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Eating healthily to improve mental health

When it comes to mental health, what you eat can make a big difference. A diet rich in fruit, vegetables, wholegrains, seeds and unsaturated fats helps protect your mental health.

Making healthier food choices will improve your physical and mental health and fitness.

Here are 8 simple tips to help you eat healthily:

1. Plan ahead

Eating lots of different foods means your body is more likely to get the nutrition it needs. To make this easier, plan and shop for meals ahead of time. Make extra meals to store and freeze in portions for times when you do not feel like cooking.

2. Avoid skipping meals

Eating 3 balanced meals a day helps to keep your energy levels steady and provides your brain with essential nutrients.

3. Start the day right

Breakfast breaks your brain's overnight fast. Start your day with porridge, wholegrain bread or cereal, dairy and fruit. These foods provide essential nutrients for your brain.

4. Use the food pyramid

Use the food pyramid to help you plan healthier meals.

Base your main meals on vegetables and fruit. Aim to include at least 5 to 7 portions of these a day.

Use wholegrain bread, brown rice and pasta, or other grains. They contain more fibre than white varieties.

Foods rich in protein give you nutrients that are vital for your mental health. They help the production of complex chemical messengers in your brain. Meat, fish and pulses such as lentils or beans are a good source of protein.

Vitamin B12 also improves mental health. It helps make chemicals that affect mood and other brain functions. Animal-based protein foods such as fish and eggs are the only dietary sources of vitamin B12.

Download the Food Pyramid (PDF, 2 pages, 1.47 KB)

Download one of the 'Healthy Ireland' food plans -

5. Eat the right fats

The brain runs on glucose but it is mostly made up of fat. There are 2 types of fat, saturated fats and unsaturated fats. Your brain needs unsaturated fats to keep working well.

Avoid eating too many saturated fats in your diet. Saturated fats can affect your mood and increase the amount of cholesterol in your blood.

Saturated fat is highest in:

  • processed foods such as biscuits, bars, crisps and chocolate
  • takeaways and fried foods
  • fatty meats
  • cream and butter
  • full-fat spreads and cheeses

For good brain health it is important to eat foods that contain omega-3 fats. These are essential fats, which means they are needed for human health. Your body cannot make omega-3 fats, so you must eat foods containing them.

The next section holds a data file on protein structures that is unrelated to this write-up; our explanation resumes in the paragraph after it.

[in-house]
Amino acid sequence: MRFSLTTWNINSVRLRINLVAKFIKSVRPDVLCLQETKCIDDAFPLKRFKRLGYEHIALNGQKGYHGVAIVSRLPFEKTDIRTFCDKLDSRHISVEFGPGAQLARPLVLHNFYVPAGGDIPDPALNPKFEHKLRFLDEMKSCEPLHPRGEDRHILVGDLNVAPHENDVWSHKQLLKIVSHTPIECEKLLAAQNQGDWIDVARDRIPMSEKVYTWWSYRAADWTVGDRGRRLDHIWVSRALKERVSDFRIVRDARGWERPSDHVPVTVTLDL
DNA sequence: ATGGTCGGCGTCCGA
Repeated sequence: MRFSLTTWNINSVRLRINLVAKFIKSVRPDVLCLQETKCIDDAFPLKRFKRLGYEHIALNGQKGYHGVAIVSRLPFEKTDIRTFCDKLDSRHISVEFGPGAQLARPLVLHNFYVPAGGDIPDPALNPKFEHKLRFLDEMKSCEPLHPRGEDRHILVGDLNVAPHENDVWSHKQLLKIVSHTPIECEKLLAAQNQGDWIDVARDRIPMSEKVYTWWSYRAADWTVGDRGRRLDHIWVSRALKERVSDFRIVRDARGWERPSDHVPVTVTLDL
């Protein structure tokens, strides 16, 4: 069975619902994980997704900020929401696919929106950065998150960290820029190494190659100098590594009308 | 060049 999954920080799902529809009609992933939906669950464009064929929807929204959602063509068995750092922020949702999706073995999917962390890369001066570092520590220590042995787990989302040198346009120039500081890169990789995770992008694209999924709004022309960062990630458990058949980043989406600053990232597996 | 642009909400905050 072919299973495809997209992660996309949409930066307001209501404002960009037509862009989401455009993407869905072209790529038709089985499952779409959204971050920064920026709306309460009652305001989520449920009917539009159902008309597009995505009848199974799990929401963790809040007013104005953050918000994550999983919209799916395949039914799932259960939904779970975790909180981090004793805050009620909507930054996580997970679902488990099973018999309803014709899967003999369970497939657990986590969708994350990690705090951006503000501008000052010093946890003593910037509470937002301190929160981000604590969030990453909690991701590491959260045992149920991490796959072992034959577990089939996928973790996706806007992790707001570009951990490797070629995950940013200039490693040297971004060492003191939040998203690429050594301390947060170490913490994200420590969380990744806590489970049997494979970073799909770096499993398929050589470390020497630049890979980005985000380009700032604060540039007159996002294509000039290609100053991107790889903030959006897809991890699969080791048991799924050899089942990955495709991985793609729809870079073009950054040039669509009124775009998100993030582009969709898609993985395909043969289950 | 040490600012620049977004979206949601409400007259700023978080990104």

The main sources of omega-3 fats include:

  • oily fish like salmon and mackerel
  • nuts and seeds, such as flaxseed, chia seeds and walnuts

6. Eat more fruit and vegetables

Fruit and vegetables are a great source of vitamins, minerals and fibre. Choose a wide variety of fruit and vegetables of different colours to get the best mix of nutrients. For example, spinach, broccoli, carrots, bananas and berries.

7. Choose the right drinks

Dehydration can cause fuzzy thinking, poor memory and tiredness. A sensible fluid intake is around 6 to 8 cups each day. At least half of your fluids should be water. But you can also include tea or coffee, herbal drinks, milk or milk substitutes, or fruit juice.

To protect your teeth, avoid having sweet drinks or juices between meals. To make water tastier, you can add strawberries or cucumber.

Caffeine is found in many 'energy drinks', as well as in tea and coffee. Caffeine is a strong stimulant that can cause sleep problems and increase anxiety. It can help to avoid caffeine or reduce the amount you have.

8. Keep a diary

It might take you time to get used to a new eating pattern. Make changes slowly and give yourself time to adjust. Write down what you eat and make notes about how you're feeling in the following hours and days. Over time, you might work out how particular foods make you feel and the impact on your energy or mood.

Healthy eating active living

Page last reviewed: 1 September 2022
Next review due: 1 September 2025